Mapes said enrollment has declined, overall, in and out of the district, but out-of-state students saw the largest decrease.

“We feel that these are our Pell Runners,” he said, referring to students who move from college to college to fraudulently obtain federal grant money.

Mapes said roadblocks have been enacted to prevent the problem.

In addition, Mapes said the area with the largest increase in students was downriver, which includes Brownstown and Woodhaven.

“That’s really where all of our growth came from,” he said.

Another area of growth on the enrollment report was students attending any college for the first time. Mapes said this segment is experiencing the most gains with dual-enrolled students and military veterans.

“Those are our bright spots,” he said.

Trustee Linda Lauer mentioned that MCCC has raised tuition a lot in recent years.

“We are definitely the superior option,” Mapes said in response.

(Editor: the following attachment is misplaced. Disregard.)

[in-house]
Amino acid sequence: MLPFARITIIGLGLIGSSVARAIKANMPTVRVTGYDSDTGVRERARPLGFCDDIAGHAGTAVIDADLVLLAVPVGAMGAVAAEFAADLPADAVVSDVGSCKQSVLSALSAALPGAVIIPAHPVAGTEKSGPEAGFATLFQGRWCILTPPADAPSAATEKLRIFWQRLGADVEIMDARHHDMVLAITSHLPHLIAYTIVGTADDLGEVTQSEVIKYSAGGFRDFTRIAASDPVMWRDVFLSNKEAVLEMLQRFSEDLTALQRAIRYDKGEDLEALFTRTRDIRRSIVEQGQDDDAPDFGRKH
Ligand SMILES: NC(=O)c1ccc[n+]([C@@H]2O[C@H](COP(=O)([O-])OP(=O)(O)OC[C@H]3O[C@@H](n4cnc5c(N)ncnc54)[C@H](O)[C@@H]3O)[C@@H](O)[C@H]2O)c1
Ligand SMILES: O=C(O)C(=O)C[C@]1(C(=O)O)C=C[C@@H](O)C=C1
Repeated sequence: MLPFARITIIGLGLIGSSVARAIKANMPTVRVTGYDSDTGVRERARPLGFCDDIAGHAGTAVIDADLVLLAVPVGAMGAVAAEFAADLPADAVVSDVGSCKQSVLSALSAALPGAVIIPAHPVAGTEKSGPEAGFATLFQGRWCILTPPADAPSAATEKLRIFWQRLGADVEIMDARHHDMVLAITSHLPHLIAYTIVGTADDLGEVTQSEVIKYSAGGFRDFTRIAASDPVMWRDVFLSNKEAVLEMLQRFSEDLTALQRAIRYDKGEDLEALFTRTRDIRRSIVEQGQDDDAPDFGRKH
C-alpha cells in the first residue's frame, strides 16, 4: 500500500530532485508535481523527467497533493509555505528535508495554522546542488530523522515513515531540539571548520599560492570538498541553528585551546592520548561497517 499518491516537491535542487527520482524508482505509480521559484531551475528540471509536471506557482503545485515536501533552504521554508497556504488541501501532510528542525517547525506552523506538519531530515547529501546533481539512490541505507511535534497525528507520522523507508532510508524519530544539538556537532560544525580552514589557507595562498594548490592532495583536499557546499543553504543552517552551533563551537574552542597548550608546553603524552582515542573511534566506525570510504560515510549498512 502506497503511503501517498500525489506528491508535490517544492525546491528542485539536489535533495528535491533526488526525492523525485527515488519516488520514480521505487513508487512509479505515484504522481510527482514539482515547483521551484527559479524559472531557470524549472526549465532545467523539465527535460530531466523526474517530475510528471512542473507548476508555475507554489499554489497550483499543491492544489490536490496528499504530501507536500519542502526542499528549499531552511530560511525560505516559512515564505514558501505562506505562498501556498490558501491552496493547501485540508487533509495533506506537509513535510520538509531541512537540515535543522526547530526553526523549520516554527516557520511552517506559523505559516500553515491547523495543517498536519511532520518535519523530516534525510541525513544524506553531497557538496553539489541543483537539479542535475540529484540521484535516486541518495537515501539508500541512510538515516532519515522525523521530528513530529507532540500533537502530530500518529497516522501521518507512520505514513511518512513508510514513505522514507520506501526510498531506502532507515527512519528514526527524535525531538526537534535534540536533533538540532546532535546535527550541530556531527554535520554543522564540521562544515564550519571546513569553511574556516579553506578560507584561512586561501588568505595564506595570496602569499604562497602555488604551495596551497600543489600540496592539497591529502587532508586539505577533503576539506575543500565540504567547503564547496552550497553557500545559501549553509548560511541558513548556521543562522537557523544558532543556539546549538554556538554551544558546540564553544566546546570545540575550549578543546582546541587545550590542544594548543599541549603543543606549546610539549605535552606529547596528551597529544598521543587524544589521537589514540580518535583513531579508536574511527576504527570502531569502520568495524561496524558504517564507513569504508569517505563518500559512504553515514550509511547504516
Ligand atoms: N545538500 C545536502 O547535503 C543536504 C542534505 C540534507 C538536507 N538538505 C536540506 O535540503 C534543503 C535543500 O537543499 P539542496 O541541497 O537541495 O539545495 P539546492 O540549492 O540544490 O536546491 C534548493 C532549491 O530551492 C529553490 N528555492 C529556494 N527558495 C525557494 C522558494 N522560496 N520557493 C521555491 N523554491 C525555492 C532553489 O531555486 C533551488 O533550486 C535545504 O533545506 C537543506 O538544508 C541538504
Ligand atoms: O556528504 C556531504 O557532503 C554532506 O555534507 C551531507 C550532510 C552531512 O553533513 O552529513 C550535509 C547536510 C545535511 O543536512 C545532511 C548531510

Other highlights of the Oct. 28 board meeting:

● The board approved a first-year probationary contract for Jack Burns, director of Campus Planning and Facilities. Burns has been a lifelong resident of Monroe County and was a former MCCC student.

“I’m very grateful for the opportunity to serve the college,” he said.

●  Beth Waldvogel, a part-time Web Services/Computer Lab Technician on the college’s main campus, is transferring to a full-time position at the Whitman Center. Wetzel said the transfer will save the college $30,000 a year.

“It’s a huge win-win for our students,” she said.